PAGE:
Arizona Supreme Court Gets it Right on Deficiency

Two newly released Opinions have been posted to the Arizona Supreme Court Opinions webpage. Please click on the links below for access. Basically they say that the borrower and guarantor are entitled to credit for the actual fair market value — not the value of the bid or any other formula. This could change 1099 tax forms filed, as well as attempts at collecting improper amounts for deficiencies. But note that many states, including Arizona (last time I heard) say that if the action is nonjudicial, there is no claim for deficiency anyway. If that is true in your jurisdiction, then ANY attempt to collect the deficiency might be an FDCPA violation entitling you to monetary damages.

CV-14-0029-PR CSA 13-101 LOOP v. LOOP 101 LLC et al


14 Responses

  1. The reason “banks” (in reality, servicers) issue 1099’s is that they can then take that amount as a tax-loss deduction on their own taxes, assuming that they are showing an accounting profit. If they show a loss, then it becomes a tax-loss carry-forward, and that makes the servicer more valuable to a purchaser of that company, if it is bought for both market size and for the tax losses. It also shield future income streams from taxes, effectively dumping taxable cash tax-free into the pockets of the sharks. The problems arise when it is realized that the servicer (or even the so-called “bank”) never paid anything for the loan note, or the mortgage, and never had any real right to make a claim onto the property in the first place, which is likely the case in 99% of foreclosures. What you end up with is a stranger to the transaction claiming a tax loss, and issuing a 1099 to a homeowner which creates a taxable income or gain to the homeowner from some entity that has nothing to grant of value in the first place. To no surprise, neither the IRS nor the Courts have any clue as to what is happening. Wall Street sharks continue to laugh at society, while pursuing a path of theft, fraud and deceit. Just lovely.

  2. Interesting the ‘sperts’ haven’t mentioned the extended federal tax exemption on forgiven deficiencies which was passed just a few weeks ago. See –

  3. I have a question. Do Americans’ really own land, or do we merely stake a claim to land through a deed or occupation?

  4. Christine, once again we see a case go the way of the owner of real property. Law has less to do with law today – and more closely resembles the luck of the draw.

    An entire case is now determined upon which throne it lands… If you are lucky enough to get a judge that simply looks at the intent of the legislators to arrive at their interpretation you may not have standing – but you stand a chance.

    If your file lands at the throne of a contract judge – and you have not raised issues regarding the contract (promissory note and mortgage) issues of standing and assignments are normally overcome with a slippery affidavit from the loan service agent.

    If the public ever got a good look at the credit fiction, which purportedly backs the tier one capital formula for our illustrious financial institutions, some would immediately realize that the charred embers drifting off these rogue corporations are about to start an even larger financial fire.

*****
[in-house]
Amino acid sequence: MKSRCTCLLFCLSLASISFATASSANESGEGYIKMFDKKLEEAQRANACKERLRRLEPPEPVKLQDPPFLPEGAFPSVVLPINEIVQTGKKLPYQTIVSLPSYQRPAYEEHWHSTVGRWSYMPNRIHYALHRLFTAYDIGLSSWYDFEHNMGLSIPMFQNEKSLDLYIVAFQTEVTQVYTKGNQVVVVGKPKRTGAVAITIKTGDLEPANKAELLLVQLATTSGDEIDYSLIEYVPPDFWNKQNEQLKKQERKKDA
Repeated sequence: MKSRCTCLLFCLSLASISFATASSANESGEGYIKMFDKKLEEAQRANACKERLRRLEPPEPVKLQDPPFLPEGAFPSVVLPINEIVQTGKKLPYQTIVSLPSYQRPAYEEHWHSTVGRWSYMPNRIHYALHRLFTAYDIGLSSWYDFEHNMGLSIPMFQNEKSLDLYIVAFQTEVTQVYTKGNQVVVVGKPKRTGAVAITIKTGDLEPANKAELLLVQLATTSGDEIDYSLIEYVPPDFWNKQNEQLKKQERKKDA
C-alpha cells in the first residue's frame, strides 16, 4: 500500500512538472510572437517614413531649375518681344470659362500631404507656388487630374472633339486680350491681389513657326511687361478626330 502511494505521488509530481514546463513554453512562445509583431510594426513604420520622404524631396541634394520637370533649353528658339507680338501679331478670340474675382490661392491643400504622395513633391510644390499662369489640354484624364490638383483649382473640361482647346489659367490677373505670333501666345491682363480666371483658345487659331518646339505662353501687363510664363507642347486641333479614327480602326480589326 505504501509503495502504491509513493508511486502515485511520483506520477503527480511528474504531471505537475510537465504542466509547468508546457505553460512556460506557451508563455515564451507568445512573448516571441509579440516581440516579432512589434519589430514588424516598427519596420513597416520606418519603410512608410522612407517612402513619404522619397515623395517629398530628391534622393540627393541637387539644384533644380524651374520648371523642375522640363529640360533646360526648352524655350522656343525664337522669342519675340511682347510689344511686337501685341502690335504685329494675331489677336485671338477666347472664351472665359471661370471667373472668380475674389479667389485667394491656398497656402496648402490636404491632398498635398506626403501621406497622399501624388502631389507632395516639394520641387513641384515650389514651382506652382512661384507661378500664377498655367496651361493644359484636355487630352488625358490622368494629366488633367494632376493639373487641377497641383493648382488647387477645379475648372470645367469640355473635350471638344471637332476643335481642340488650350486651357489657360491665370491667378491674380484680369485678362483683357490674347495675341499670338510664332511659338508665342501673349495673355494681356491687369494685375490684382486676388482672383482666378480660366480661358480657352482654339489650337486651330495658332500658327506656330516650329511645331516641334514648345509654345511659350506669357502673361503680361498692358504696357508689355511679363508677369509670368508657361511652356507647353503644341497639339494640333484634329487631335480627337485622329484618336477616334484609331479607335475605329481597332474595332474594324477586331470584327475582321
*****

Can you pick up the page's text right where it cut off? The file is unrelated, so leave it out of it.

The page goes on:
A blaze so large that; every financial fire-extinguisher on the planet would be rendered useless. If they think I am wrong – let the FED move 150 basis points during 2015, and the smell of the cooked books will fill the air…

    Individual mortgages are merely the tinder…..


  5. From who though, think about that in the light of everything we know to be wrong with the picture and players.

  6. Fyi – you still need a 1099c.

  7. Back to the true-and-tried issue of standing and how Ohio appeals court ruled sua ponte (of its own volition) that WF did not have standing when it filed for FC, even though the defendant never argued standing.

    Heart-warming to see judges make the right call without being prompted to do so.

  8. Stupendous Man. Nothing is a silver bullet but we have google and public opinion.


  9. Big smile here

  10. A Man,

    Statutes requiring financial discolsure statements of jurists can be very limited in what is required to be disclosed. It isn’t a silver bullet. There are federal statutes, and also statutes for each state.

    The disclosures, being a matter of public record, should still be obtained.

  11. regarding Deadly Clear if we dont check our judges financials then it is our fault.


  12. Reblogged this on Deadly Clear and commented:
    Unfortunately, homeowners only get a fair shake when judges are intelligent and not on the take, pals with the banks, heavily invested in phony mutual funds or more concerned with their own retirement funds (which probably are not there anyway) than they are about making an honest decision.


    Notice that it does say: “In MANY states”. One still needs to check one’s state laws. However, nothing prevents anyone from having the “deficiency judgment” discharged in BK if one so chooses…

  14. “But note that many states, including Arizona (last time I heard) say that if the action is nonjudicial, there is no claim for deficiency anyway. If that is true in your jurisdiction, then ANY attempt to collect the deficiency might be an FDCPA violation entitling you to monetary damages.”

    I’ve seen this claimed before, but not seen the basis for [nonjudicial implies no claim for deficiency]. Anyone? references?

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